At least 806 employers of all sizes expanded their health benefits in 2002 to include same-sex partners, bringing the total number of employers offering health benefits to same-sex partners to 5,698 at the year of 2002. The number of Fortune 500 companies offering domestic-partner benefits to same-sex couples grew by 13% for a total of 169 at year’s end , according to a study by the Human Rights Campaign (HRC) Foundation, the nation’s largest gay and lesbian organization.
Although the number of employers offering domestic partner benefits and having sexual orientation non-discrimination policies grew between 2001 and 2002, the growth rate for both these factors declined compared to the 24% growth rate in 2001. HRC attributes this to the rocky state of the US and world economies and the political uncertainties since September 11, 2001.
At the same time, the number of employers instituting non-discrimination policies covering gender identity rose 43%, compared to 16% the year before. Further, a majority (61%) of Fortune 500 companies had these policies in place by the end of 2002.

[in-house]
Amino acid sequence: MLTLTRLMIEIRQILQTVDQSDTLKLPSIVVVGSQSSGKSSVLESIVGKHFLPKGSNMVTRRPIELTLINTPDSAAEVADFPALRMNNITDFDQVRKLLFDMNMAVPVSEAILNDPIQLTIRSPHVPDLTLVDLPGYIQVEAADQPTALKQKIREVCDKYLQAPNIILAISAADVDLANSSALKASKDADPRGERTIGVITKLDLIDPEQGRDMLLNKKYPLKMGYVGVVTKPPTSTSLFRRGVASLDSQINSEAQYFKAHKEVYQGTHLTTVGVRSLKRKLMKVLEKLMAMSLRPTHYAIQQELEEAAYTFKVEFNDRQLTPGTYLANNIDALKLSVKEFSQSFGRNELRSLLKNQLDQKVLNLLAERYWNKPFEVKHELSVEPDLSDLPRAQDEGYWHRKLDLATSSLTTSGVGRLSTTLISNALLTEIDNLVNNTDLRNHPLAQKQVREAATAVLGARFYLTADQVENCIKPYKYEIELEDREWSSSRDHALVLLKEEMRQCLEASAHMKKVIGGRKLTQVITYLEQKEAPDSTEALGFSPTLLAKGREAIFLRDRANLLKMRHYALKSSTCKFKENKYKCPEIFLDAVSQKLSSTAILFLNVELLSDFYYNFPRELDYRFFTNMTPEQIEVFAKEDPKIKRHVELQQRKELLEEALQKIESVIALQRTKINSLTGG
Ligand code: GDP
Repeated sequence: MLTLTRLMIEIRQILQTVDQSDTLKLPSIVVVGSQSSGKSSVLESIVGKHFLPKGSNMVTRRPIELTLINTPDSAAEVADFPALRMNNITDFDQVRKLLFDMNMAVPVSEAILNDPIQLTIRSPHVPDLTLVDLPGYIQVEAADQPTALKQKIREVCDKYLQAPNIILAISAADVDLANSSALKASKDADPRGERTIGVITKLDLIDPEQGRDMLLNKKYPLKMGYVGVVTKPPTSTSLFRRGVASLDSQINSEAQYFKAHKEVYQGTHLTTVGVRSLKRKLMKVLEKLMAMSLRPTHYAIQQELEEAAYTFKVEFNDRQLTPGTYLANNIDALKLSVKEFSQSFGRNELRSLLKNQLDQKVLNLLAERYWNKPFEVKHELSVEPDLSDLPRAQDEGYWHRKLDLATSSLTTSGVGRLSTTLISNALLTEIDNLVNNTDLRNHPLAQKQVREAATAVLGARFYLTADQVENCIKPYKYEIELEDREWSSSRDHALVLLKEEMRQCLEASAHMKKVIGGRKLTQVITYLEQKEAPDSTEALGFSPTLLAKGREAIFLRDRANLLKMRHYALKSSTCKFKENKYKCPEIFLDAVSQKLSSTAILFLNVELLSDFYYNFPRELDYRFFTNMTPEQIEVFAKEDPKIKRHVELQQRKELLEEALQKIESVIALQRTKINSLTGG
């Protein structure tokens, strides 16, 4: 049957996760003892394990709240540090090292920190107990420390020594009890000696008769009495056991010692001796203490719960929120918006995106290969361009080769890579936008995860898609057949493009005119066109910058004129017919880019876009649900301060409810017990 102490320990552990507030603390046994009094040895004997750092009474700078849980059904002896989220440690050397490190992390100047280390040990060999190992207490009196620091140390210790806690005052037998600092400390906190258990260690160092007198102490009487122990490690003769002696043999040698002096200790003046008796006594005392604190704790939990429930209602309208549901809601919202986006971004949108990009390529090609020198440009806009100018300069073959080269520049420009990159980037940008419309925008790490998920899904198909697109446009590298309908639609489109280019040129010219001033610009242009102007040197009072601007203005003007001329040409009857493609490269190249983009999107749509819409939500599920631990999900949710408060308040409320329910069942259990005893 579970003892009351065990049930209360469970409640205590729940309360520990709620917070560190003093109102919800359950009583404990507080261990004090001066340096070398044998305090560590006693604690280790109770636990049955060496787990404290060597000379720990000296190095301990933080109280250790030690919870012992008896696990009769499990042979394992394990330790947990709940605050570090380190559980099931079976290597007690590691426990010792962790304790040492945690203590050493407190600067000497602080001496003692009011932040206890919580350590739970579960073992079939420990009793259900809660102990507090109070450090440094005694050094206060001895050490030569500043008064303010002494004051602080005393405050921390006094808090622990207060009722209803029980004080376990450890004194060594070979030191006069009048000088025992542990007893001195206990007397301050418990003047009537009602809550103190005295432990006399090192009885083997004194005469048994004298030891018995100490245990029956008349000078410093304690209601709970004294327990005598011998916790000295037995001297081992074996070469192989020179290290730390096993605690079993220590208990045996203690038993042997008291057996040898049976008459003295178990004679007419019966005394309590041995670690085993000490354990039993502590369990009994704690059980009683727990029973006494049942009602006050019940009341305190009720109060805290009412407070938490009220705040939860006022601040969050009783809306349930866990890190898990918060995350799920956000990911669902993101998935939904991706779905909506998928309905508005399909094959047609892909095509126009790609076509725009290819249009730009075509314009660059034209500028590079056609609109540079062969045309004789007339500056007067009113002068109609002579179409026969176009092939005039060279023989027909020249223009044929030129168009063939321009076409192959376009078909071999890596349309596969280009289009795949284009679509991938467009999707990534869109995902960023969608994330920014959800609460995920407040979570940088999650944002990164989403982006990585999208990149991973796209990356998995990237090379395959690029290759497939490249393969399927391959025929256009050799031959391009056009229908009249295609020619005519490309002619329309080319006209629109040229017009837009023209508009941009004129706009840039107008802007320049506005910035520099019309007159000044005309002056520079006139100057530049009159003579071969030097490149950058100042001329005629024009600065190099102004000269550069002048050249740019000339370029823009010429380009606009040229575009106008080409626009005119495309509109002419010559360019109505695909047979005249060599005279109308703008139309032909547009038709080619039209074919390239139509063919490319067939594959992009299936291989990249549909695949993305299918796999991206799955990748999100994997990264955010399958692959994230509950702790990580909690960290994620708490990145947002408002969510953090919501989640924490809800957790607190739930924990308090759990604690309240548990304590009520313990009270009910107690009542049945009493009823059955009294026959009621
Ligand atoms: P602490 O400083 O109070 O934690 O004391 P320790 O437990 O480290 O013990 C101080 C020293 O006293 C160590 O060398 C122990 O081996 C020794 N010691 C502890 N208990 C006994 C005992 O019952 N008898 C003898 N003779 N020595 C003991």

There was also a sharp increase in the number of local governments that passed laws in 2002 barring workplace discrimination based on sexual orientation employees. Fifteen cities and counties enacted laws in 2002 banning discrimination based on sexual orientation, compared with eight in 2001. By the end of last year, 119 cities and 23 counties had such laws in place.
A copy of the report is available for download at www.hrc.org .